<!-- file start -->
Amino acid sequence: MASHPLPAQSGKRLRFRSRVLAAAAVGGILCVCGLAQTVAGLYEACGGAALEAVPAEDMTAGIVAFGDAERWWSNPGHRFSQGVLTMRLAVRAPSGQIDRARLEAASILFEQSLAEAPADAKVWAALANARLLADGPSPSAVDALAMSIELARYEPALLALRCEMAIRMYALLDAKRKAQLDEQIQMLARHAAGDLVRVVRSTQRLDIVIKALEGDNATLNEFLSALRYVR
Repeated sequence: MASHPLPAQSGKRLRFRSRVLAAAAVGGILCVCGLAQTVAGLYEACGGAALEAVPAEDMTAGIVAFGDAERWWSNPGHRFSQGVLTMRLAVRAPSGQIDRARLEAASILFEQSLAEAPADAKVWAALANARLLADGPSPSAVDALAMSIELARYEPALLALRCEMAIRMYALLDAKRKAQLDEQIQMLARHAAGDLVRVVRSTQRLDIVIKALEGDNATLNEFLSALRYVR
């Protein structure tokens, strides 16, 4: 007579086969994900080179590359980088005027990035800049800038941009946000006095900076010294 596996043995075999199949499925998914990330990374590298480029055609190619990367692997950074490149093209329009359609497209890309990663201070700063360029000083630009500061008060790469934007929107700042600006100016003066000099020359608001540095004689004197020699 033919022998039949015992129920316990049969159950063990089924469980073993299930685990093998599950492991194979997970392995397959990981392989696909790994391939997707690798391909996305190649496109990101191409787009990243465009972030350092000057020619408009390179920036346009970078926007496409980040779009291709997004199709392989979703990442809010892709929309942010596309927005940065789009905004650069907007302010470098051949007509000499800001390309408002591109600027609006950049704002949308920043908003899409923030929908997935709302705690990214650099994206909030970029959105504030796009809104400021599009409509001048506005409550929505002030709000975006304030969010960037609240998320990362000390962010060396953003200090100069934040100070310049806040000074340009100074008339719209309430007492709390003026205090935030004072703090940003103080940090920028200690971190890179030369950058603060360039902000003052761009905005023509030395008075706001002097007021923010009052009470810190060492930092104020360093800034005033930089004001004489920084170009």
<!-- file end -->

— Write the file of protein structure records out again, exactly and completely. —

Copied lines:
Amino acid sequence: MASHPLPAQSGKRLRFRSRVLAAAAVGGILCVCGLAQTVAGLYEACGGAALEAVPAEDMTAGIVAFGDAERWWSNPGHRFSQGVLTMRLAVRAPSGQIDRARLEAASILFEQSLAEAPADAKVWAALANARLLADGPSPSAVDALAMSIELARYEPALLALRCEMAIRMYALLDAKRKAQLDEQIQMLARHAAGDLVRVVRSTQRLDIVIKALEGDNATLNEFLSALRYVR
Repeated sequence: MASHPLPAQSGKRLRFRSRVLAAAAVGGILCVCGLAQTVAGLYEACGGAALEAVPAEDMTAGIVAFGDAERWWSNPGHRFSQGVLTMRLAVRAPSGQIDRARLEAASILFEQSLAEAPADAKVWAALANARLLADGPSPSAVDALAMSIELARYEPALLALRCEMAIRMYALLDAKRKAQLDEQIQMLARHAAGDLVRVVRSTQRLDIVIKALEGDNATLNEFLSALRYVR
């Protein structure tokens, strides 16, 4: 007579086969994900080179590359980088005027990035800049800038941009946000006095900076010294 596996043995075999199949499925998914990330990374590298480029055609190619990367692997950074490149093209329009359609497209890309990663201070700063360029000083630009500061008060790469934007929107700042600006100016003066000099020359608001540095004689004197020699 033919022998039949015992129920316990049969159950063990089924469980073993299930685990093998599950492991194979997970392995397959990981392989696909790994391939997707690798391909996305190649496109990101191409787009990243465009972030350092000057020619408009390179920036346009970078926007496409980040779009291709997004199709392989979703990442809010892709929309942010596309927005940065789009905004650069907007302010470098051949007509000499800001390309408002591109600027609006950049704002949308920043908003899409923030929908997935709302705690990214650099994206909030970029959105504030796009809104400021599009409509001048506005409550929505002030709000975006304030969010960037609240998320990362000390962010060396953003200090100069934040100070310049806040000074340009100074008339719209309430007492709390003026205090935030004072703090940003103080940090920028200690971190890179030369950058603060360039902000003052761009905005023509030395008075706001002097007021923010009052009470810190060492930092104020360093800034005033930089004001004489920084170009």